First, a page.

Omarosa was once best known as the villain of reality television, setting the tone for future villains to come. She was later known as the fiancee of the gentle giant, actor Michael Clarke Duncan, before his untimely death last year.
Despite her many labels, Omarosa is probably best known for her sharp tongue and wit. This week, the Celebrity Apprentice alum was invited to a chat with talk show host Bethenny Frankel.
Omarosa and Frankel had some unsettled beef stemming from Frankel’s 2010 visit to The View. During her interview on The View, Frankel took offense to being compared to Omarosa, retorting that she had a real career, a brand, a show, and two New York Times best-selling books.
Omarosa quickly called Frankel to task about the comment, “I have a real career,” while on Frankel’s show yesterday. The former New York Housewives talk show host denied the claim and went so far as to wager $10,000. Transcripts were pulled and proved Frankel to be a liar.
That set the stage for Omarosa to explain to Frankel why she’s attained the level of success that she’s enjoyed thus far.
“I’m unapologetic about being a strong, African-American woman who does not apologize. It’s different for you and I. I’m an African-American woman. You get to walk around and be mediocre and you still get rewarded with things. We have to be exceptional to get anything in this business.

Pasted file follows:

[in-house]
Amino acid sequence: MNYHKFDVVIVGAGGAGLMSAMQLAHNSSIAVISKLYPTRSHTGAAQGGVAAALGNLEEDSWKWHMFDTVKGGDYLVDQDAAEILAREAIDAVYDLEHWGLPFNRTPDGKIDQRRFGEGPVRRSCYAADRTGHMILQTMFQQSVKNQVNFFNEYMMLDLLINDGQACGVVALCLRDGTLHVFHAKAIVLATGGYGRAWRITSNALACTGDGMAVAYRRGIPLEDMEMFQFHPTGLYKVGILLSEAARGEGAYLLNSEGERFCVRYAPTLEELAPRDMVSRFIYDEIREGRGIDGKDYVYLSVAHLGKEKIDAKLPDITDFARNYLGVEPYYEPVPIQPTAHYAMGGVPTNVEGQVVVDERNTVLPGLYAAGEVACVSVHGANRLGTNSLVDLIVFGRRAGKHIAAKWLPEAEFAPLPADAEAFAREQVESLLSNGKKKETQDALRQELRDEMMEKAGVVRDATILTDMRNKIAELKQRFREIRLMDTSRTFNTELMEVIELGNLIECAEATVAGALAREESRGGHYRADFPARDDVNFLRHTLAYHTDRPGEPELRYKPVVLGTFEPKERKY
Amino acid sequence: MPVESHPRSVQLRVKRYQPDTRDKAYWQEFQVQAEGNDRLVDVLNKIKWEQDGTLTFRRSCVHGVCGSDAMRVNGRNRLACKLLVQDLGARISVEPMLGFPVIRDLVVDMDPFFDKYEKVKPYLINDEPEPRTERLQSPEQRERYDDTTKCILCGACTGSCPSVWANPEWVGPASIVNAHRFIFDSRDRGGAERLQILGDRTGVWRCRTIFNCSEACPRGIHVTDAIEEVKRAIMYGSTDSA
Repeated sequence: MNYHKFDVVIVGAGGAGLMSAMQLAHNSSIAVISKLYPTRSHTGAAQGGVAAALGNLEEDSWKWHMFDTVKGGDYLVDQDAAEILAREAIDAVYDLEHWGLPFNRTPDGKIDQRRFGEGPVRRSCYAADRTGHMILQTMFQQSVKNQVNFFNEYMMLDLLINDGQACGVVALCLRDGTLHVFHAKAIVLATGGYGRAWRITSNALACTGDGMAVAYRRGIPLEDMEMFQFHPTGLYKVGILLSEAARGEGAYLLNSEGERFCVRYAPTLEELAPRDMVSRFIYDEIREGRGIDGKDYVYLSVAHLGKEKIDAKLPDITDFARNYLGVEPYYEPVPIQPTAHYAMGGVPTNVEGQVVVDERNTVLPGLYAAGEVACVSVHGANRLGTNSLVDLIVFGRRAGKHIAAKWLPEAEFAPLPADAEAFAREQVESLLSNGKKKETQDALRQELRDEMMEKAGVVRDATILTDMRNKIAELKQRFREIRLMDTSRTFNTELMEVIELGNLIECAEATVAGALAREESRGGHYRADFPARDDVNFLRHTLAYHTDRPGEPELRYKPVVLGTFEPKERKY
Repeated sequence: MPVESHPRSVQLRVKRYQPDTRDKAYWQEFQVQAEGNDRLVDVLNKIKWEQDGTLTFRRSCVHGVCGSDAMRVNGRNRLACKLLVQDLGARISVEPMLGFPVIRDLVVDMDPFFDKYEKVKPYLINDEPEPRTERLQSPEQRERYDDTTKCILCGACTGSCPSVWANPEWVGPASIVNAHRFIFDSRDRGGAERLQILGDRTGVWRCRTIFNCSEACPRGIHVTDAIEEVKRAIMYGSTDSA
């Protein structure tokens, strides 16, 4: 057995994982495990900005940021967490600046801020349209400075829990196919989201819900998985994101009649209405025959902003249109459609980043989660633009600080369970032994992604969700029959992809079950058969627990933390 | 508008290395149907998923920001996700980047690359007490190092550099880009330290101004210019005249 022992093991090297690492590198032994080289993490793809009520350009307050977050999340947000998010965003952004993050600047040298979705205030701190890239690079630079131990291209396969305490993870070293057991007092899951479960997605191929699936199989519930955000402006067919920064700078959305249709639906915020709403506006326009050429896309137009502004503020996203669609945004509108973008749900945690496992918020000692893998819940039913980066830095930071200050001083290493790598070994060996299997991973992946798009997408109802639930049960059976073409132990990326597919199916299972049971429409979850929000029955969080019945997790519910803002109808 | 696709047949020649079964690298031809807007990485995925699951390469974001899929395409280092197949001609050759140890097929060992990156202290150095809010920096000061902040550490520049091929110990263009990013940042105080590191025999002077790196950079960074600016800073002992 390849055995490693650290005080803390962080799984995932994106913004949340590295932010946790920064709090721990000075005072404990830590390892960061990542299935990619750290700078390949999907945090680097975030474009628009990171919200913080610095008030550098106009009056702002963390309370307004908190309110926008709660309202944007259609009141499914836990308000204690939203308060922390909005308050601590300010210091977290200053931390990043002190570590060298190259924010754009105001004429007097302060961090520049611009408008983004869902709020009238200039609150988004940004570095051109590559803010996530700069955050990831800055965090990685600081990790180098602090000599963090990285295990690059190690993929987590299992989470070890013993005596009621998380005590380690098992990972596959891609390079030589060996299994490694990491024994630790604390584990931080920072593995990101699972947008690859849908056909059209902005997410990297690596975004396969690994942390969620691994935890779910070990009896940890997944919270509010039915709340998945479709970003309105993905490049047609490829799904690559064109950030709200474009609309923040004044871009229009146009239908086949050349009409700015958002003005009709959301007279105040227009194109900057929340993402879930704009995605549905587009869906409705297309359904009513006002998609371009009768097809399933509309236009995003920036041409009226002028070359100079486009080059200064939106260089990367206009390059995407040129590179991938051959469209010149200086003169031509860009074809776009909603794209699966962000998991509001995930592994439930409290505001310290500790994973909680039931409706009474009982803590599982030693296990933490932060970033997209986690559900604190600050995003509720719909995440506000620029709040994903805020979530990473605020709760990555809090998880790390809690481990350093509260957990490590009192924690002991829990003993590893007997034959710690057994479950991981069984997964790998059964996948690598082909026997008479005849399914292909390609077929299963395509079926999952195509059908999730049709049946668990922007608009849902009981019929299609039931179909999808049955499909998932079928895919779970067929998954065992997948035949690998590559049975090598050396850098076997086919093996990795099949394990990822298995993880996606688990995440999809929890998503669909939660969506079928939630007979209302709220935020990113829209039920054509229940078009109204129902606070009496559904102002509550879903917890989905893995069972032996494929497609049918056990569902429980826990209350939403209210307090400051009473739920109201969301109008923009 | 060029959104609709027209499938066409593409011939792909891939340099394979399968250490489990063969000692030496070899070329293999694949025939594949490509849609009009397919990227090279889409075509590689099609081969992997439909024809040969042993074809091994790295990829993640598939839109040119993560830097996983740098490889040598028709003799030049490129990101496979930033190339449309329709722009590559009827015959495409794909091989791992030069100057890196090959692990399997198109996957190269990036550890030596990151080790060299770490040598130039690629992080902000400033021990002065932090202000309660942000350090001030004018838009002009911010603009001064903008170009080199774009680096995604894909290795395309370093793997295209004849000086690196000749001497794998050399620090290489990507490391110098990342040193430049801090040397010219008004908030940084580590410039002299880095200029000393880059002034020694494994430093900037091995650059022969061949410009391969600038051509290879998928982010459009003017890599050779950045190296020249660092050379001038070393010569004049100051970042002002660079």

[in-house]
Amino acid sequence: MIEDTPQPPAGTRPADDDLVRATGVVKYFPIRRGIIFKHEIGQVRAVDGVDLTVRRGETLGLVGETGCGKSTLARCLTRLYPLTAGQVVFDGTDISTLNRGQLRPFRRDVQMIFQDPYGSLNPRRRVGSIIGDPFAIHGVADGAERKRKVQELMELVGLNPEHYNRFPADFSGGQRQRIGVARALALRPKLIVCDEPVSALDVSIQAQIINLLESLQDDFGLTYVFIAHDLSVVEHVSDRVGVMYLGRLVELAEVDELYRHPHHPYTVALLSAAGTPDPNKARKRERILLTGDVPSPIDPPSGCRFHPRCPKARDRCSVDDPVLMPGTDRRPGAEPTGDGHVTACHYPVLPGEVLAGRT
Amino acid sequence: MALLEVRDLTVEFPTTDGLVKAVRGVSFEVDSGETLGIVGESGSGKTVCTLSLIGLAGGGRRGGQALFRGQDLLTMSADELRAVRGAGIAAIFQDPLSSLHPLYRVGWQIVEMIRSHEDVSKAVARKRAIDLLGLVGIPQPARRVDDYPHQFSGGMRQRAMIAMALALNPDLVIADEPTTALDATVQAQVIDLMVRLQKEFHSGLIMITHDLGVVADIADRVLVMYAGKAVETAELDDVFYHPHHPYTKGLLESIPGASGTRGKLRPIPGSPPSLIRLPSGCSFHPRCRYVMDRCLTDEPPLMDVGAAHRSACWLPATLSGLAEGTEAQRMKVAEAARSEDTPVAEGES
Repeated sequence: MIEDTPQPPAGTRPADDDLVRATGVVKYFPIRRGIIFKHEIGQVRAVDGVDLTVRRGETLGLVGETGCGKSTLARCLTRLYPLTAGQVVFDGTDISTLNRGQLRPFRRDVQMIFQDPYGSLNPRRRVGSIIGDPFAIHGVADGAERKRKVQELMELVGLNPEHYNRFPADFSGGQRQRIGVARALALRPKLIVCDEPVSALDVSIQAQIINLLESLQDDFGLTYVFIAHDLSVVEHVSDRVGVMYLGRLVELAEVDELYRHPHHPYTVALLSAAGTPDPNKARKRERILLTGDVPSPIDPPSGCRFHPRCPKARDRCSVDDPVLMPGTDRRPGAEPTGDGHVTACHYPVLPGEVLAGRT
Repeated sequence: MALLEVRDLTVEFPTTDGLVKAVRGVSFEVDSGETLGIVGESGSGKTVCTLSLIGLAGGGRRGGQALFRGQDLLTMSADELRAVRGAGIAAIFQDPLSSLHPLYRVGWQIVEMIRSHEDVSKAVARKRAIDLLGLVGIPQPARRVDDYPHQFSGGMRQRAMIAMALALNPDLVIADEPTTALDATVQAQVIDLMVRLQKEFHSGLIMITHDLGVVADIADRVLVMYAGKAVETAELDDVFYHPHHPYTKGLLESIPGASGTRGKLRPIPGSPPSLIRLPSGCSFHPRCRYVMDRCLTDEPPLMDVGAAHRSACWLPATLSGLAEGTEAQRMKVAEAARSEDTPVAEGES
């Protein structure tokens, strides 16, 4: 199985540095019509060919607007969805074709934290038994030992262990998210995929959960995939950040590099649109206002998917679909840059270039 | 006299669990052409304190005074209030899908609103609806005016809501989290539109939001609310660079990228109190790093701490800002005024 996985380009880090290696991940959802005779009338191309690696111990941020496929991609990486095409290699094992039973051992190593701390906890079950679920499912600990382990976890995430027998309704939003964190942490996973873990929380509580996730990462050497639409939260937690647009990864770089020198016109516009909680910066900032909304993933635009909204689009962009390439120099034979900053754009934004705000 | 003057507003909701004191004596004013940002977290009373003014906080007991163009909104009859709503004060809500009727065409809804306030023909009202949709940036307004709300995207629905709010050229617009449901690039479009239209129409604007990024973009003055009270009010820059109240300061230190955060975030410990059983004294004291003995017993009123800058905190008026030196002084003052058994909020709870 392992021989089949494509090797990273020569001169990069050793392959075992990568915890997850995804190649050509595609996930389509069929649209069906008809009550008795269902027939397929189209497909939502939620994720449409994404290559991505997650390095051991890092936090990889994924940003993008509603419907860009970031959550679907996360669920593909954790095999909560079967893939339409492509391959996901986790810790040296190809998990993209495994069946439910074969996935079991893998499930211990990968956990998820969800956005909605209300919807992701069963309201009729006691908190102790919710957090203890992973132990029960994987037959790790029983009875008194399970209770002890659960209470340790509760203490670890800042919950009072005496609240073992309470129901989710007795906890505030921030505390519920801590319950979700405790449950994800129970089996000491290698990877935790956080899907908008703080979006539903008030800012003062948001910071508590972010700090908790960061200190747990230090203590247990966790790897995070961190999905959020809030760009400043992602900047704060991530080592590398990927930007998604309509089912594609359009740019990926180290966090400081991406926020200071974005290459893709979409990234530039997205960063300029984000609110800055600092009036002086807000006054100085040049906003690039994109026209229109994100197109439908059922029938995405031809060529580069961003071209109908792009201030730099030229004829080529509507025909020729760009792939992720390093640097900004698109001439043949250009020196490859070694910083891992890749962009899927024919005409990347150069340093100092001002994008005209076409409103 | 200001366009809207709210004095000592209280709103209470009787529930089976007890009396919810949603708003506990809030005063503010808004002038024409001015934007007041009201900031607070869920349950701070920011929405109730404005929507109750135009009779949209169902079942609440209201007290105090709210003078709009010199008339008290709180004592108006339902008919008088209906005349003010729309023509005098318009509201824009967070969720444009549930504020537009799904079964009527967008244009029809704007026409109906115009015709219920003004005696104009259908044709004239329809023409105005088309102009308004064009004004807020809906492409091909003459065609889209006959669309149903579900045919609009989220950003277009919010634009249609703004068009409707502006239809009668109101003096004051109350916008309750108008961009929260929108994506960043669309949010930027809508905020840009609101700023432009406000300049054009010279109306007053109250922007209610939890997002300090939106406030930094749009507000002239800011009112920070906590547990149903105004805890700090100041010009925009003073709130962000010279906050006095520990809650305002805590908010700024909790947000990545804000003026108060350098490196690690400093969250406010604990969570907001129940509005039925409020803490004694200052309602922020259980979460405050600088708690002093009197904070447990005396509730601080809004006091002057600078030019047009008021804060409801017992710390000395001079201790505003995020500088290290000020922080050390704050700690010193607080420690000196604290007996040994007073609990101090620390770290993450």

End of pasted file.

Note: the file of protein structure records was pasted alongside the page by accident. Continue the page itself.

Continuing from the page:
“I think it’s important to understand that you don’t stay a decade on television, on reality TV, without being smart and creating a brand that people want to see. If the audience didn’t want to see Omarosa, they would never book me again. You booked me to be on your show today. There’s a brand there. There’s a commodity.[…]
“You’re not walking in your own truth. The moment you accept your real truth, everything is going to open up for you. Everything, your happiness, your joy, your relationships, but it cannot happen until you accept your own truth. Truth is, 10 years later I’m still here. I hope that you’re still here a year from now.”
Watch the videos below and notice whose side the audience is on. Do you agree with Omarosa?